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'Fiscal Cliff' Talks Temporarily Stall

Dec 30, 2012
Originally published on December 30, 2012 5:55 pm

Transcript

JACKI LYDEN, HOST:

This is WEEKENDS on ALL THINGS CONSIDERED from NPR News. I'm Jacki Lyden.

Time is quickly running out for Congress to strike a deal blocking automatic tax hikes and spending cuts that kick in within the New Year. Despite the presence of Vice President Joe Biden at the White House and a flurry of proposals passed back and forth today between Senate Republicans and Democrats, things seem to have reached an impasse this afternoon. Senate Majority Leader Harry Reid has said that nothing will happen this evening.

Joining me from the Capitol for the latest in all of this is NPR congressional correspondent David Welna. David, welcome.

DAVID WELNA, BYLINE: Hi, Jacki.

LYDEN: So tell us the latest. The latest appears to be the statement from Harry Reid.

WELNA: Yes. Senate Majority Leader Harry Reid went out to the Senate floor after his fellow Democrats had met behind closed doors for nearly three hours. And they were discussing the Republicans' latest proposal on averting the fiscal cliff, a proposal that was made last night and for which there was no Democratic counteroffer.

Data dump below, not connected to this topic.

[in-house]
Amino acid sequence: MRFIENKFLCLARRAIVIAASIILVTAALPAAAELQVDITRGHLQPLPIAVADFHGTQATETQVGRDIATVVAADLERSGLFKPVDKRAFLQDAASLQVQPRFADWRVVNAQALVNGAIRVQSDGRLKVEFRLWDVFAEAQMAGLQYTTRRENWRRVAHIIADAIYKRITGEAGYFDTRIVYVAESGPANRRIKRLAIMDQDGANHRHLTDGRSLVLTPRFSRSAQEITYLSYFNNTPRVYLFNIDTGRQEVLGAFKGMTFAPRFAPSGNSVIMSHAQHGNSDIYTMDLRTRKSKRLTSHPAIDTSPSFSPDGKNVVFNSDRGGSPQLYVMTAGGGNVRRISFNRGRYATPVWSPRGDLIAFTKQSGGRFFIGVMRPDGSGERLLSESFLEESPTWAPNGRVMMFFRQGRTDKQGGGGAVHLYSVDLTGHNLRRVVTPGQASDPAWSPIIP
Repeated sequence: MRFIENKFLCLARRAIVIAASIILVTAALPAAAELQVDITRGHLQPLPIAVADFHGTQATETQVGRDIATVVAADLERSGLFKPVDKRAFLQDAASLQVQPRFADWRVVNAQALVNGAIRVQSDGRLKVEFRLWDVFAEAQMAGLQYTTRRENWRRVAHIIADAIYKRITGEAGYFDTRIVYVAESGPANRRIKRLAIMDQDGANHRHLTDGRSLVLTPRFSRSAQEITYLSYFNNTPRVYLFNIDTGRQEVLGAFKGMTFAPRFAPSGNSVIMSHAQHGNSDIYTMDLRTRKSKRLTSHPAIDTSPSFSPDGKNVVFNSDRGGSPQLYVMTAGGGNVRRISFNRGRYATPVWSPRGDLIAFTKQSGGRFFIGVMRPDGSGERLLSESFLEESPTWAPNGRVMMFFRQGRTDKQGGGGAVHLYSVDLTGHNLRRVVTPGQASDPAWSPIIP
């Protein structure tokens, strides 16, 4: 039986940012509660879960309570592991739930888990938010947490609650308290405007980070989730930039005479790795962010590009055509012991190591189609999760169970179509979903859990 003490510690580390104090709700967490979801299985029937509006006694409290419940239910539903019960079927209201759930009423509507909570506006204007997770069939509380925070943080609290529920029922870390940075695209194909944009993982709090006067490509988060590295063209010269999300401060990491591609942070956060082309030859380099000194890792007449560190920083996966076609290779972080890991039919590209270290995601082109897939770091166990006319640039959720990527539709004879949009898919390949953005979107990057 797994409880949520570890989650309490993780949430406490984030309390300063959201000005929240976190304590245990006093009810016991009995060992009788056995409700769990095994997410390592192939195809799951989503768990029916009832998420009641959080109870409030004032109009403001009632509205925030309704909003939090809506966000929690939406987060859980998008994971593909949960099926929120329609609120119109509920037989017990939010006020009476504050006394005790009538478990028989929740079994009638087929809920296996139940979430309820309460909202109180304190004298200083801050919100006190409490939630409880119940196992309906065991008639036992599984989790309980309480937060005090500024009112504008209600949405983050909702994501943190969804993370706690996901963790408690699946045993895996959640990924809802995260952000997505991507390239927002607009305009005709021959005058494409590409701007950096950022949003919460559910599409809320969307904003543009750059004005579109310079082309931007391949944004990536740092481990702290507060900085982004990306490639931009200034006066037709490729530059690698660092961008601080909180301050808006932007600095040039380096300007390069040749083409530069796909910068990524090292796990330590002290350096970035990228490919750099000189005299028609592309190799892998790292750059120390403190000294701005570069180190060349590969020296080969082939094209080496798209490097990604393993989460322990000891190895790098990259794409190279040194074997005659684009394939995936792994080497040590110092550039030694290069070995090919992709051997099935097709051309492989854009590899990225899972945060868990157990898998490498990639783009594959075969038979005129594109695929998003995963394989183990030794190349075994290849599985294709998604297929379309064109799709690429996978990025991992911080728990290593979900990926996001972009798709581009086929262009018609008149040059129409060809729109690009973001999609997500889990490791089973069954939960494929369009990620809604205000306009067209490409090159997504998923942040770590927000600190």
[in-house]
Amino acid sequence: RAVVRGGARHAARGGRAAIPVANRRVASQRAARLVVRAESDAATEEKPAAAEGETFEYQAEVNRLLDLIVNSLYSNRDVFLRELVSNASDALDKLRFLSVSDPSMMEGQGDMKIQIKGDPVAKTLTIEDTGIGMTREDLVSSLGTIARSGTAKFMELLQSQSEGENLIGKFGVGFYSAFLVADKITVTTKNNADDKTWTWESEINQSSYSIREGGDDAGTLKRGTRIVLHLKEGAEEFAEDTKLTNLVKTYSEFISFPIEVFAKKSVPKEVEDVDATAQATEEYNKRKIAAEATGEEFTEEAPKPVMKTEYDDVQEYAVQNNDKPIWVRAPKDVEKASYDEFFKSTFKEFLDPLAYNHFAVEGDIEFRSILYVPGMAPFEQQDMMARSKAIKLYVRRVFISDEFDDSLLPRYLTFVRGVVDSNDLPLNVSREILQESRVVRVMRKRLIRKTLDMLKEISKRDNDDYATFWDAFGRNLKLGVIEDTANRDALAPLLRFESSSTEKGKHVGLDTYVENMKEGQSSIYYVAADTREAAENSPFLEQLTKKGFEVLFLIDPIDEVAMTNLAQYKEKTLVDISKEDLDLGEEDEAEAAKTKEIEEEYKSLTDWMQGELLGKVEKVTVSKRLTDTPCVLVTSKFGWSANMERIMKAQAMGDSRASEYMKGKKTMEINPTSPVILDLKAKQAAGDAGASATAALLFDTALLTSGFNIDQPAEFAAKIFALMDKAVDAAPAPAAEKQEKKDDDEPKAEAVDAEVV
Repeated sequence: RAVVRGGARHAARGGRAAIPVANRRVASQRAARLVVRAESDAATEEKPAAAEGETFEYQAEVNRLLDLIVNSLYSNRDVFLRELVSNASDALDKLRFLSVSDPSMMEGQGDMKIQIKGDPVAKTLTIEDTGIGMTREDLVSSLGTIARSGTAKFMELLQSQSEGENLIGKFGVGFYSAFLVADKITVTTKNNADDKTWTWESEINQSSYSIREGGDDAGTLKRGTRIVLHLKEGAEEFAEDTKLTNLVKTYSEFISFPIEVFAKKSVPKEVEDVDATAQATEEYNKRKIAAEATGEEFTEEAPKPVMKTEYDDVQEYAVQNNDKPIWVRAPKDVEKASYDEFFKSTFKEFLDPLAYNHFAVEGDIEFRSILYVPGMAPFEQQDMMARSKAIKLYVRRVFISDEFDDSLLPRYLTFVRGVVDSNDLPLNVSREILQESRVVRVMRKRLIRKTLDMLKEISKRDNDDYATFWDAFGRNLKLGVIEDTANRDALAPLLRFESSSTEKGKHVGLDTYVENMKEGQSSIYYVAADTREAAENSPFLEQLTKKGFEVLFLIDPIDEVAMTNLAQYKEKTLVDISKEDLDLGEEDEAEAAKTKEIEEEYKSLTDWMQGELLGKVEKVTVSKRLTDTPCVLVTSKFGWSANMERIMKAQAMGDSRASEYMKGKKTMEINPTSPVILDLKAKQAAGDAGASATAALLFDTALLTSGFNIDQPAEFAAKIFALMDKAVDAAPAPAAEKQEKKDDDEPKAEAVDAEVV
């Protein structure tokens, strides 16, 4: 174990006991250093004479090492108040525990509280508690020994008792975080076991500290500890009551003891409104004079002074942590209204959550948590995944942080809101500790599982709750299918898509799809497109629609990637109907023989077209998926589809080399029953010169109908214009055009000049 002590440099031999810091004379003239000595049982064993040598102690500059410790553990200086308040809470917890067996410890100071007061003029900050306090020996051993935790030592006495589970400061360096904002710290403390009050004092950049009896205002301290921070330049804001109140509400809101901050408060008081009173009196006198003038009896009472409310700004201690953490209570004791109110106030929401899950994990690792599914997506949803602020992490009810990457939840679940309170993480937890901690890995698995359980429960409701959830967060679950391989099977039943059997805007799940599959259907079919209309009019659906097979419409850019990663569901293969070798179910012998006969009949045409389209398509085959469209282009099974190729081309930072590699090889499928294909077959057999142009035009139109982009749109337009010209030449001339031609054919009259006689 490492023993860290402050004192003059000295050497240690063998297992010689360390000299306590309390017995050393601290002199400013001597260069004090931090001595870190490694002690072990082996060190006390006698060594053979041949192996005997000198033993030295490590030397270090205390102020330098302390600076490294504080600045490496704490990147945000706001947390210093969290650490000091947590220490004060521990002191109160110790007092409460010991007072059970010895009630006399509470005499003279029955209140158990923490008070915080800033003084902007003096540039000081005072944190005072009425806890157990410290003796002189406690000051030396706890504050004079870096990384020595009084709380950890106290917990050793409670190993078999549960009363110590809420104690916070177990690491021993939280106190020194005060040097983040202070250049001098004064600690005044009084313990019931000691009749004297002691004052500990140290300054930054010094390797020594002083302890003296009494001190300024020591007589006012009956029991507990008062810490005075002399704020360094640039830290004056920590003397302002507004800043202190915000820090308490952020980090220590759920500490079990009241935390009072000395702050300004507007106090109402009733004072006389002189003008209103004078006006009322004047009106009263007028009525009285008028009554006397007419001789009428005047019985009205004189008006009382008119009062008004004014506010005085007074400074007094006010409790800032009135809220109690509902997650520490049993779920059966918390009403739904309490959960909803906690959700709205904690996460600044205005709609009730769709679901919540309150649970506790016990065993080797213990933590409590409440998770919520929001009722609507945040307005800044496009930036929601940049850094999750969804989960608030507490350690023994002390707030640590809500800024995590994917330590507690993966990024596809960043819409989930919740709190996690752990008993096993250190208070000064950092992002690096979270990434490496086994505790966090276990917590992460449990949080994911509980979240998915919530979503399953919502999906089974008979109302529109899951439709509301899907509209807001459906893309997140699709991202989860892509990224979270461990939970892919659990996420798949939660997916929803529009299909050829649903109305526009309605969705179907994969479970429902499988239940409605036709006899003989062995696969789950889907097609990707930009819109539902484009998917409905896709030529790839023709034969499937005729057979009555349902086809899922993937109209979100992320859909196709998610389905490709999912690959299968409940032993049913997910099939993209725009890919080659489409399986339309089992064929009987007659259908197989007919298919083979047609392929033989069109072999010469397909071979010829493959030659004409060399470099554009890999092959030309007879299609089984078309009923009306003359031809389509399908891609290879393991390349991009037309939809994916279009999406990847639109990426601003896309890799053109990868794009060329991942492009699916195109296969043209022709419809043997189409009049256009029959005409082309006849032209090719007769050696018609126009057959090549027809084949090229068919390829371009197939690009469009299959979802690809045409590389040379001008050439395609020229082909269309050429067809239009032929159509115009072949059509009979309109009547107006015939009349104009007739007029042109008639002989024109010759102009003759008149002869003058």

Apparently, they still don't have a counteroffer to make. And Reid went to the floor saying there is still significant distance between the two sides, but negotiations continue. There's still time left to reach an agreement, and we intend to continue negotiations. But he left off saying that there may be further announcements tomorrow morning at 11 a.m. Eastern when the Senate is due to meet again.

All of which is to say that he is not planning to have any kind of a vote by the Senate on any kind of a proposal before then. So I think that we're going to see probably a lot more behind-the-scenes negotiating happening between now and late tomorrow morning.

LYDEN: Well, David, I realize that makes difficult for you to tell us precisely what the sticking point is. But is it, do you think, Social Security or something else?

WELNA: Well, Social Security was a sticking point. And so far as in the Republicans' proposal, they wanted to have a new formula for calculating the cost of living increases for entitlements such as Social Security payments as part of the deal to offset the class of things such as fixing the alternative minimum tax, extending unemployment insurance benefits, things like that the Democrats wanted. But the Democrats said that's an nonstarter, and Republicans backtrack and they took that off the table.

Really, I think the main difference between the two sides is that Republicans would like any new tax rates to affect a smaller number of people. They want to shield larger states from taxes as much as possible. And they're having a lot of trouble figuring out what the threshold should be for cutting off an extension of the Bush-era tax rates, which should be $250,000, $400,000, $500,000 - nobody seems to know at this point.

LYDEN: All right. Well, we'll stay tuned. NPR's David Welna reporting from the Capitol. David, thank you.

WELNA: You're quite welcome, Jacki. Transcript provided by NPR, Copyright NPR.